Beeb castigates Vicar of Dibley for poor show - news from ekklesia

By staff writers
July 15, 2005

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Beeb castigates Vicar of Dibley for poor show

-15/07/05

In a move that may puzzle millions of people worldwide who watched BBC broadcasts of the Live8 concerts lobbying the rich world leaders for more action to support the poorest nations, the Corporationís governors have reiterated criticism of a popular sitcom for encouraging specific action against world poverty.

When it published its annual review last Tuesday, the BBC highlighted its criticism of the Christmas 2004 special edition of The Vicar of Dibley, because it showed parishioners being urged to support the Make Poverty History campaign. This amounted to political bias under the BBCís Charter, the governors said.

Under Britainís quaint charity laws the alleviation of poverty is acceptable, but pointing out its causes or seeking to change government policy is political. Something of the same logic seems to have influenced the BBC, who consider that using a programme to promote better aid, debt relief and fairer trade is unacceptable.

The sitcom, penned by Richard Curtis (who also wrote a TV drama, Girl in the CafÈ, about the G8 summit), came to prominence for its daring portrayal of a feisty woman vicar working in a conservative rural parish.

In the past some people have castigated the show, starring Dawn French, for being a bit corny. There have also been complaints about its depiction of Dibleyís vicar swigging back booze and bingeing on chocolate. But it now seems that its real crime is being covert agitprop.

The character of the Vicar of Dibley is partly based on former inner London curate Joy Carroll, who now lives and works in the US with her husband the Rev Jim Wallis, Sojourners founder and Christian peace and justice campaigner. Wallis backs anti-poverty action, and his latest book Godís Politics, which criticises both right and left, is a best seller.

Joy Carroll has written the story of her own life, her faith, her romance with Wallis and her involvement with the Vicar of Dibley in Beneath the Cassock.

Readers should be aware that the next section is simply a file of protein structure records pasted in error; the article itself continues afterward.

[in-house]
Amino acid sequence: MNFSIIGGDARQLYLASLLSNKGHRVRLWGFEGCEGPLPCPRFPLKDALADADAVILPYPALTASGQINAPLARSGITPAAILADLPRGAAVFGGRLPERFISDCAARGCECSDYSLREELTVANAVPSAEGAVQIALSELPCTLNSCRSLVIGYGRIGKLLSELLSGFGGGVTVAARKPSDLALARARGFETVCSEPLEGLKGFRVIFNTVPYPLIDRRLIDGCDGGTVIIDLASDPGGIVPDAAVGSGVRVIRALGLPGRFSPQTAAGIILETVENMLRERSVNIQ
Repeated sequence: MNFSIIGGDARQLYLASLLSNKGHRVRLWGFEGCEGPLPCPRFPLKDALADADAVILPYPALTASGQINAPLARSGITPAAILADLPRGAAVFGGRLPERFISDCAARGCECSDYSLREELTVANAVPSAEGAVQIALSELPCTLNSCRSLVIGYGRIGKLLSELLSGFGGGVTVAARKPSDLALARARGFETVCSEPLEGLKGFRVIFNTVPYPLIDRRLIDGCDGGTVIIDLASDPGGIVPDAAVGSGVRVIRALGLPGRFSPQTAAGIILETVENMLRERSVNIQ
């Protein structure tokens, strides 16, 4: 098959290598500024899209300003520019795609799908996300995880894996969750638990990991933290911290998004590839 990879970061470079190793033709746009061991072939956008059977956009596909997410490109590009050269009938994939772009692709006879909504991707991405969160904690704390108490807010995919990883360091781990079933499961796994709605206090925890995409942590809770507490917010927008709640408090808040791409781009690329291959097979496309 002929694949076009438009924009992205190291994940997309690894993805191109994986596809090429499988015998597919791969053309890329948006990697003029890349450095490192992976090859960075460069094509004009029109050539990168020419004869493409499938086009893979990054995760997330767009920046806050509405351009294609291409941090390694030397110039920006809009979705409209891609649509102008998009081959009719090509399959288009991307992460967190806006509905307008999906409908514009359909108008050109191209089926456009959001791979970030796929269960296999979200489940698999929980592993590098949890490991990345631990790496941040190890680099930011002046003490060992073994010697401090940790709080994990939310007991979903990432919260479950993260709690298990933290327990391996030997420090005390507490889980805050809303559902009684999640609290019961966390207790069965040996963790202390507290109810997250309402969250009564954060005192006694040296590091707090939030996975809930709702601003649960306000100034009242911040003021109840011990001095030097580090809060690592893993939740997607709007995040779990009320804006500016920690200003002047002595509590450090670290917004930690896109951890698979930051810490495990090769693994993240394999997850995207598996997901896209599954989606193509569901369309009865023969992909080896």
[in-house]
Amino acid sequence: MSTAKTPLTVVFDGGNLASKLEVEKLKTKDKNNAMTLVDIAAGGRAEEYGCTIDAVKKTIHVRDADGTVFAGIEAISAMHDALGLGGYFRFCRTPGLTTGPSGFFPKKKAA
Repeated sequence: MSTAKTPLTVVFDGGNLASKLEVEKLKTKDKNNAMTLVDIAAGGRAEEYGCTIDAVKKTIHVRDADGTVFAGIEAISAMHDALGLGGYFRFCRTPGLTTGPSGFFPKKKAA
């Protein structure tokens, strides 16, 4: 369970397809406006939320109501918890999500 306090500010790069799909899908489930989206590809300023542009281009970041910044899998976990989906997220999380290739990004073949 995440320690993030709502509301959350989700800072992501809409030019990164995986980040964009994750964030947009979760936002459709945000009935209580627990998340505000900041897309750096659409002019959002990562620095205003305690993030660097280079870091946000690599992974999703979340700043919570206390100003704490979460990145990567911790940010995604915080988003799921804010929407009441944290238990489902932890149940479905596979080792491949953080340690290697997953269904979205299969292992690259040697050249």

Make Poverty History and the Live8 concerts received overwhelming support from the public, unlike the BBC2 show Jerry Springer ñ The Opera, which they absolve in spite of record complaints. Ekklesia was one of those Christian bodies defending the musical.

It is not known whether anyone has been commissioned to write a sitcom script to even the political balance by advocating the idea of making poverty permanent.

Find books now:

Beeb castigates Vicar of Dibley for poor show

-15/07/05

In a move that may puzzle millions of people worldwide who watched BBC broadcasts of the Live8 concerts lobbying the rich world leaders for more action to support the poorest nations, the Corporation's governors have reiterated criticism of a popular sitcom for encouraging specific action against world poverty.

When it published its annual review last Tuesday, the BBC highlighted its criticism of the Christmas 2004 special edition of The Vicar of Dibley, because it showed parishioners being urged to support the Make Poverty History campaign. This amounted to political bias under the BBC's Charter, the governors said.

Under Britain's quaint charity laws the alleviation of poverty is acceptable, but pointing out its causes or seeking to change government policy is political. Something of the same logic seems to have influenced the BBC, who consider that using a programme to promote better aid, debt relief and fairer trade is unacceptable.

The sitcom, penned by Richard Curtis (who also wrote a TV drama, Girl in the CafÈ, about the G8 summit), came to prominence for its daring portrayal of a feisty woman vicar working in a conservative rural parish.

In the past some people have castigated the show, starring Dawn French, for being a bit corny. There have also been complaints about its depiction of Dibley's vicar swigging back booze and bingeing on chocolate. But it now seems that its real crime is being covert agitprop.

The character of the Vicar of Dibley is partly based on former inner London curate Joy Carroll, who now lives and works in the US with her husband the Rev Jim Wallis, Sojourners founder and Christian peace and justice campaigner. Wallis backs anti-poverty action, and his latest book God's Politics, which criticises both right and left, is a best seller.

Joy Carroll has written the story of her own life, her faith, her romance with Wallis and her involvement with the Vicar of Dibley in Beneath the Cassock.

Make Poverty History and the Live8 concerts received overwhelming support from the public, unlike the BBC2 show Jerry Springer - The Opera, which they absolve in spite of record complaints. Ekklesia was one of those Christian bodies defending the musical.

It is not known whether anyone has been commissioned to write a sitcom script to even the political balance by advocating the idea of making poverty permanent.

Although the views expressed in this article do not necessarily represent the views of Ekklesia, the article may reflect Ekklesia's values. If you use Ekklesia's news briefings please consider making a donation to sponsor Ekklesia's work here.